As bird flu continues to decimate poultry and wild bird populations around the world, the virus – a deadly strain called H5N1 – appears to be spreading to mammals. The virus has already been confirmed in foxes and otters in the UK, and more recently in four dead seals.
Bird flu refers to influenza A viruses that mainly infect birds. These viruses naturally circulate in wild waterfowl, usually without causing any symptoms.
But when they spread into poultry, some subtypes of the virus can evolve into forms that are highly infectious and deadly (classified as “highly pathogenic”), and can rapidly spread and kill domestic birds.
The H5N1 virus causing the current outbreak is one such highly pathogenic virus. Since its emergence in 1996, scientists have feared it poses a pandemic threat. The virus has shown a propensity to jump to humans (called “spillover”) with a high mortality rate.
World Health Organization (WHO) figures show that between January 2003 to November 2022, there have been 868 cases of human infection with H5N1, more than half of which were fatal.
The foxes and otters that died were probably exposed to the virus by scavenging infected dead birds. The bodies of these birds have very high amounts of virus. Exposure to such a large dose might explain how the virus was able to overcome the species barrier.
Given that these cases occurred seemingly singly in different locations and times, they are probably dead ends – that is, unlikely to have caused further transmission in mammals. Evidence in the cases of seals in the UK also points to spillover (the virus going from birds to seals) rather than spread (going from seal to seal).
In contrast, the outbreak reported in a Spanish mink farm in October 2022 is more worrying. It is more likely that it spread from mink to mink due to the cramped conditions in which the animals live. Over 50,000 mink had to be euthanised.
Viruses from the mink appear to have acquired several changes in their genes, at least one of which may help it grow better in mammals. How the virus spread to mink is not clear, but it is known that farmed mink are often fed raw poultry. They are also not completely isolated from contact with other animals, such as wild birds.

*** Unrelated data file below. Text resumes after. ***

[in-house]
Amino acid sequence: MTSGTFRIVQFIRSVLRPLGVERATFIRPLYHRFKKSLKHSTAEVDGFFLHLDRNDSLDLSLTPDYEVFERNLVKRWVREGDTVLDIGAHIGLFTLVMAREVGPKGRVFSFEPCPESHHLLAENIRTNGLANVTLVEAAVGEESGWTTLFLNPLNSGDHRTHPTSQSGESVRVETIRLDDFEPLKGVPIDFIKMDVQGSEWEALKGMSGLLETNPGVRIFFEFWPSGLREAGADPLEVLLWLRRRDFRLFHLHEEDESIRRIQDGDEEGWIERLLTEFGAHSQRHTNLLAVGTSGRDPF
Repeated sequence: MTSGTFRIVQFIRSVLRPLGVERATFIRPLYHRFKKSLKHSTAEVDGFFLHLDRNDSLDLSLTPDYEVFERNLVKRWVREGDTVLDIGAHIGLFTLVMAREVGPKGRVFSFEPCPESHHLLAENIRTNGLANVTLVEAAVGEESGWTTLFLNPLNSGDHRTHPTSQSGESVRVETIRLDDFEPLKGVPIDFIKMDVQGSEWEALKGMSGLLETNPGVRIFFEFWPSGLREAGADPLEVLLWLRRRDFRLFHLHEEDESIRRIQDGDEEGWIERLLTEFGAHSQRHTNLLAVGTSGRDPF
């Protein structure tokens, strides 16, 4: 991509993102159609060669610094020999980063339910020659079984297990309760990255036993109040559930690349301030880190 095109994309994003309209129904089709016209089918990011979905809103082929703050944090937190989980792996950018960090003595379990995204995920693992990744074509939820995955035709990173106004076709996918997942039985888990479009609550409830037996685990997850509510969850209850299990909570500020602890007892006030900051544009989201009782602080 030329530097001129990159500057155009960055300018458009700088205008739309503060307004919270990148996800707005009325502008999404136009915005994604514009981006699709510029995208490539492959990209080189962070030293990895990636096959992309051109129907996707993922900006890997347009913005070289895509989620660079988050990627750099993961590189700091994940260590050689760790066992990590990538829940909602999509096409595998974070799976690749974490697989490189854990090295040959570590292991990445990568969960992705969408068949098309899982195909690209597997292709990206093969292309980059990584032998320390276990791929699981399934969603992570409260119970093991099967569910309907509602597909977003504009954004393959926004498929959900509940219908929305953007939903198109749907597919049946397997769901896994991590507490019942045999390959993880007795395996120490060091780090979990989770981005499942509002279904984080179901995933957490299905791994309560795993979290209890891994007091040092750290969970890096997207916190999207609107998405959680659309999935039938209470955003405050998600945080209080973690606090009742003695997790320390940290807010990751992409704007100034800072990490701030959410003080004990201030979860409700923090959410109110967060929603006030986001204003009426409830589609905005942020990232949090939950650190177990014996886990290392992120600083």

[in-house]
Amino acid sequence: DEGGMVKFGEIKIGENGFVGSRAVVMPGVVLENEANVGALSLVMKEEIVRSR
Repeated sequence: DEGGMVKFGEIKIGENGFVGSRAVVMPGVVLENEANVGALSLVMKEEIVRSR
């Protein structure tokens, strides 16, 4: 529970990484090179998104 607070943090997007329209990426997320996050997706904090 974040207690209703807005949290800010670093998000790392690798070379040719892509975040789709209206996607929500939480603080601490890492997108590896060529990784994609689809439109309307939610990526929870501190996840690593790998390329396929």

In the wild, the virus has also recently been implicated in the mass death of sea lions in Peru in seven protected marine areas. And there are reports of the virus killing hundreds of seals in the Caspian Sea, off the coast of Dagestan in Russia. If confirmed, the number of animals involved would suggest mammalian transmission.
All these infections do not mean that a virus capable of causing a pandemic will emerge. But the growing range of the virus gives more opportunities for it to evolve and for humans to come into contact with it.
H5N1 is a long-anticipated threat. Even so, having a clear idea of its evolution will help design more effective vaccines and treatments. Additionally, the virus is already having a devastating effect on wildlife and could spread to further endangered species.
Therefore, surveillance – testing for the virus and sequencing samples from animals and humans at high risk of exposure – is crucial. We also need to consider vaccinations in obvious sources such as poultry and shutting down mink farms entirely.
“Since H5N1 first emerged in 1996, we have only seen rare and non-sustained transmission of H5N1 to and between humans,” Tedros Adhanom Ghebreyesus, director general of the WHO, said in a press briefing last week. “But we cannot assume that will remain the case, and we must prepare for any change in the status quo.”
Divya Venkatesh receives funding from the Biotechnology and Biological Sciences Research Council (BBSRC).